After much (too much?) deliberation, I chose Sherwin Williams Palm Leaf as the paint color for our powder room renovation. Let me tell you, I’m not kidding when I say I tested and considered over a dozen olive and sage green paint colors, and Palm Leaf came out on top.
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I was going for a very specific look and effect. I wanted the color to play well with the other finishes in our room, which are gray and white marble, and brass, which is why I tested both sage and olive hues, to see what worked better. (Olive won, can you tell?) Our powder room also has no windows, which affected how the colors read in the room.
In case you’re curious, some of the other colors I tested included Benjamin Moore Mediterranean Olive, Benjamin Moore Southern Vine, and Farrow & Ball French Gray (a sage tone). Going into it, I thought Mediterranean Olive would be my winner, but it looked a bit dull in the room, for lack of a better word. Palm Leaf felt more crisp, and like a true green. Southern Vine was too dark, almost brown-black. And I ruled out French Gray because I decided against sage.
Palm Leaf is an absolutely beautiful color, but I was actually a bit surprised by it, because in some of the photos I’d seen of it online, it looked more yellow-toned, almost like a deep chartreuse (see example photos below). The dark tone it takes on in my powder room is because there are no windows, so it may look different in your space if it’s light and bright.
If you’re considering this hue for your paint project, here’s a breakdown of its color properties, why I chose it, complimentary hues, and more.
What color is Sherwin Williams Palm Leaf?
Sherwin Williams Palm Leaf is a deep yellow-green. As you can see from my photos, this color is pretty dark. It has an LRV, or light reflective value, of 10, which means it’s almost as dark as colors like BM Hale Navy, but not quite. If you’re not familiar with LRV, it is a measurement of how dark or bright a paint color is on a scale of 0 (black) to 100 (pure white).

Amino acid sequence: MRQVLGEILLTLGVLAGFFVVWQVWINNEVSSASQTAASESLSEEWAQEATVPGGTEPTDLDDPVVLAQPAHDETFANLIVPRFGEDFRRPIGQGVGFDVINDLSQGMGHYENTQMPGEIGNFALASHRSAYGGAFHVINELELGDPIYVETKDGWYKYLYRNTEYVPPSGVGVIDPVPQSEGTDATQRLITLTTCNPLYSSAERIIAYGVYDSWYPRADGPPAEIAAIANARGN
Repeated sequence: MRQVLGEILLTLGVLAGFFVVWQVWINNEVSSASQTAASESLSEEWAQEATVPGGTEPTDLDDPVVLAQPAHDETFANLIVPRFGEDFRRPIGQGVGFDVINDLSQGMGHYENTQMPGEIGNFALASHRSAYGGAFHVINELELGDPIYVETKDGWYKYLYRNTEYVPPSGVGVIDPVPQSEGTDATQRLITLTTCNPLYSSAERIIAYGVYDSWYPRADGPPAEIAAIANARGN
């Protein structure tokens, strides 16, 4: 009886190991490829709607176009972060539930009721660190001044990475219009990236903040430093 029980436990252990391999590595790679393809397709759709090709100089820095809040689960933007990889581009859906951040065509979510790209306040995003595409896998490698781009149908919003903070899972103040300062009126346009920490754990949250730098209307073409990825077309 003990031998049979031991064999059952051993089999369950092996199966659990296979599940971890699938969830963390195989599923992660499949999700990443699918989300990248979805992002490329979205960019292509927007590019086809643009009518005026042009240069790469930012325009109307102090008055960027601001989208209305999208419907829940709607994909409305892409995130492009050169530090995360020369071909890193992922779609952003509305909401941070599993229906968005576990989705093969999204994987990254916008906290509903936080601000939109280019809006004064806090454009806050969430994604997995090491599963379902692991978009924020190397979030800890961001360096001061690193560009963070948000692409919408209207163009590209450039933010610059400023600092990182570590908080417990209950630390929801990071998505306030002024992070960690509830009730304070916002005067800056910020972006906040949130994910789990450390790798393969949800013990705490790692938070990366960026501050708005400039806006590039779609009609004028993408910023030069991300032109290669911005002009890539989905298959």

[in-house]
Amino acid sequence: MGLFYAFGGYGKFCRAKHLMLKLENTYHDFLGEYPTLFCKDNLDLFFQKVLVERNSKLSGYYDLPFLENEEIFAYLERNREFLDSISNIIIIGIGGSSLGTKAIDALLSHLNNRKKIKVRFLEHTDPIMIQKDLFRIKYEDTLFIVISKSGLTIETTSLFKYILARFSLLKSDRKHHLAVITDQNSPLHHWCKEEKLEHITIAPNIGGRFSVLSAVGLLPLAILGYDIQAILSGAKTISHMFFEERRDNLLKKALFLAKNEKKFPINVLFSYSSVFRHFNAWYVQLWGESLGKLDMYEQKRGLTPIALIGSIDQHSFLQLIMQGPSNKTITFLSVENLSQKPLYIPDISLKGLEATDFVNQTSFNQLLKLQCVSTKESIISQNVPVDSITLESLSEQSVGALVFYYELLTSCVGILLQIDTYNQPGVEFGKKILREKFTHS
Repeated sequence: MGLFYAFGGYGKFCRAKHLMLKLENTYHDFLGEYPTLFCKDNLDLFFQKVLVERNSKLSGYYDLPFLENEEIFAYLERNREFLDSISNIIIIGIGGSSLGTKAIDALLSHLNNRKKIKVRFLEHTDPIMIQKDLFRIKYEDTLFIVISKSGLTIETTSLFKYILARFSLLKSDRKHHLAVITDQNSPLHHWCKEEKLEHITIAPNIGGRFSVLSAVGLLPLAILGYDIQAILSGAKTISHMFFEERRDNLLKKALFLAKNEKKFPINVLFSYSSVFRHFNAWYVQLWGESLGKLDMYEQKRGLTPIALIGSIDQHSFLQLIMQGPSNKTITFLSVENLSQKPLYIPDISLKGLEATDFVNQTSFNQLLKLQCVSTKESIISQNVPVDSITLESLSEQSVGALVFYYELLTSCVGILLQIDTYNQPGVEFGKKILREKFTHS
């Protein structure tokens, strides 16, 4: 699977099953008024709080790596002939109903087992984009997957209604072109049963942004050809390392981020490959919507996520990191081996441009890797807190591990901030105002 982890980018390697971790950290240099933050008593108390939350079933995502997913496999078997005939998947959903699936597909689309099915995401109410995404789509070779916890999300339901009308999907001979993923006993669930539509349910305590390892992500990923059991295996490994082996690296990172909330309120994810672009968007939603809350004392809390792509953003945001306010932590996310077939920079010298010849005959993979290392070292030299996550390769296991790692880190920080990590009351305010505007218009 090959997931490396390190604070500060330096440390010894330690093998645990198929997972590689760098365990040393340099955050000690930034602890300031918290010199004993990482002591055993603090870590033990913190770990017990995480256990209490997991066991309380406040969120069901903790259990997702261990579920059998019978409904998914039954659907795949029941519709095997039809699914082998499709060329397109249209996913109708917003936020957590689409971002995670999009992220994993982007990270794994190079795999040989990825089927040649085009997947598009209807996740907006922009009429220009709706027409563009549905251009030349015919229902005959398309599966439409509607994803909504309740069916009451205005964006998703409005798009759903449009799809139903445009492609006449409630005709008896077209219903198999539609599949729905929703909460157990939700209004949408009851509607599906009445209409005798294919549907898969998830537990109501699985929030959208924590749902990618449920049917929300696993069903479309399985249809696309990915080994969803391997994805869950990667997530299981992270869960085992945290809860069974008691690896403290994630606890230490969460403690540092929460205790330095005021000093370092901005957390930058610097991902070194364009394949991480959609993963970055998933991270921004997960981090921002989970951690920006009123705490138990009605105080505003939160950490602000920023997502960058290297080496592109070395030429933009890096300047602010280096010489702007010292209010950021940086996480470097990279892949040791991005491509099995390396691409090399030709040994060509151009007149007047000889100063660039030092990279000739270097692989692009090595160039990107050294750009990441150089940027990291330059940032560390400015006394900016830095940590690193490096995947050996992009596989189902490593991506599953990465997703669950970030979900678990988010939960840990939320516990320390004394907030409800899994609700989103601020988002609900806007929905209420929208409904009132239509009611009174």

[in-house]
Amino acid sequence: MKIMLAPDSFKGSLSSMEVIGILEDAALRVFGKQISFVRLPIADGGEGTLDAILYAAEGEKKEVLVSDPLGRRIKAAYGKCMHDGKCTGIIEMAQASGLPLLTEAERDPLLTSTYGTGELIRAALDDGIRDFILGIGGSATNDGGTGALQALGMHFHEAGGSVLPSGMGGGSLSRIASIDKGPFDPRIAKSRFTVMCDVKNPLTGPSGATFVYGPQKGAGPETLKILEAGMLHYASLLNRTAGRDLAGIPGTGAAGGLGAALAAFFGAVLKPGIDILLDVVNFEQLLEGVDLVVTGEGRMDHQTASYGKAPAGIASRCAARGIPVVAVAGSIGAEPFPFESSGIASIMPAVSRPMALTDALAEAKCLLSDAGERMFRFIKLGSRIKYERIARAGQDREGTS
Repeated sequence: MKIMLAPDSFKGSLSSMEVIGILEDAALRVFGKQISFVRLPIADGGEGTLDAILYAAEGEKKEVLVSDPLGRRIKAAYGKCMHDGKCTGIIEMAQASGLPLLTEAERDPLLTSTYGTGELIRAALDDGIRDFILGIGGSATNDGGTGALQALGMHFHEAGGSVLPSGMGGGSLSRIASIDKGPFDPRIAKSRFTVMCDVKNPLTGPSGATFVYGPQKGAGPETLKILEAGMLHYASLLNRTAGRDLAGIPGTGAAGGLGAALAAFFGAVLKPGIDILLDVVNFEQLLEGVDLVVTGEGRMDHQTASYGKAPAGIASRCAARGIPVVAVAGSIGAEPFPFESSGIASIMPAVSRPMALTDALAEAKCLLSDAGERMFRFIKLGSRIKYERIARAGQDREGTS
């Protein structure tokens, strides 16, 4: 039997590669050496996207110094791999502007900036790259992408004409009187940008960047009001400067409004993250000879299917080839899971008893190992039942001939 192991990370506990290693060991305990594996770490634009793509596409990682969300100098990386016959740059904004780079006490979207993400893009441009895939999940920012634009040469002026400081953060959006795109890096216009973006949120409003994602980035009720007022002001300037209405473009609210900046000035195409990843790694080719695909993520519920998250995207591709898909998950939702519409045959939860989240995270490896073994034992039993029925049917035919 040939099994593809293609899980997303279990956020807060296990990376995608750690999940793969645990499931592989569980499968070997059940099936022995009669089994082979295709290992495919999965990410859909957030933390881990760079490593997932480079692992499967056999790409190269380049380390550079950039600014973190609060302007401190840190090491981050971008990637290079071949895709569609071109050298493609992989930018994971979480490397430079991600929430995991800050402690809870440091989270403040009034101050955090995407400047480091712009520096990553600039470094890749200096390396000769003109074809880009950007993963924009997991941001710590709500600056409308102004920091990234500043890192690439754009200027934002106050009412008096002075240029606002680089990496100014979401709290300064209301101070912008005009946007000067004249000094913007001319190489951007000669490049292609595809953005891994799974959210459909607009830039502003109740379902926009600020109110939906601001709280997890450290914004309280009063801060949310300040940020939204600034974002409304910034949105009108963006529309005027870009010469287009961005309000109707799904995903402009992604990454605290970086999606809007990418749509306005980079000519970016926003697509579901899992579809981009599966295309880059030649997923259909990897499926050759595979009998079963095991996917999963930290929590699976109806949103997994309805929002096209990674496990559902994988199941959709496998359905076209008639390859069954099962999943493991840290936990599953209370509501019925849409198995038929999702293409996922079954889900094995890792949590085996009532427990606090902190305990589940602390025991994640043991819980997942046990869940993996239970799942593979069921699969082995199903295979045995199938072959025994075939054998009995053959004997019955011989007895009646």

What I like about it, though, is that it’s not so dark that it starts to read brown or neutral, which can happen with some greens. This was why I didn’t choose Benjamin Moore Southern Vine. It’s technically a green, but looked almost brown-black on my walls.
Is Sherwin Williams Palm Leaf Too Dark?
Whether or not Sherwin Williams Palm Leaf if too dark for your room depends on a few things, including:
- How much natural light your space gets
- The style you’re going for
- What else is in your room
Despite the fact that my powder room gets zero natural light, I did not think Palm Leaf was too dark. The lack of light conceals some of the color’s yellow undertones, making it appear more like a true olive. I liked that look, so it was perfect for me.
As far as style goes, I wanted a dark, moody room. I don’t have many of those in my house, and this little space was my chance. If you are into moody and aren’t afraid of color, you’ll love this shade.
Finally, the items in the rest of the room will also affect how dark or light the color looks. My bathroom has gray and white marble tiles and a marble sink, which help reflect what light is in the space. I love that the dark wall color also adds contrast to the marble elements, helping them to stand out.
Photos of Sherwin Williams Palm Leaf
Because color reads differently in every home, I wanted to share a few other photos I found of Palm Leaf online, to show some of the variations and undertones that show up depending on your lighting and style.
Palm Leaf in a bight kitchen
Oh my goodness how gorgeous is this kitchen? Blogger Kayla Payne painted her cabinets Sherwin Williams Palm Leaf, and I think the result it stunning. As you can see, the brightness of the room and the pale-toned floors bring out the yellow undertones in the color.
Palm Leaf on Interior Doors
Here’s an example of Palm Leaf used as an interior door color in the kitchen of Haneen’s Haven. Since it’s paired next to darker cabinets and flooring, the color reads less yellow and vibrant, similar to how it shows up in my bathroom.
Palm Leaf in the bathroom
This is another photo from Haneen’s Haven, and it was actually the photo that inspired me to try Palm Leaf. I just love how to color comes across here! I think this photo is a good example of how the color looks in person, at least to me.
Colors that go with Palm Leaf
Personally, I think Palm Leaf makes a good ‘star of the show,’ meaning that it works against colors that are more neutral and muted. It’s a bold color.
As you can see in almost all of the example images above, it was used with mostly whites, blacks, wood tones, and marble, which I think make gorgeous complements.
If you’re looking for a white color to pair with Palm Leaf, try Benjamin Moore Simply White. It’s the color in the hallway outside of our powder room, and it looks great against the green when the door is open. I attribute this to the fact that Simply White has green-yellow undertones, so it’s a natural complement!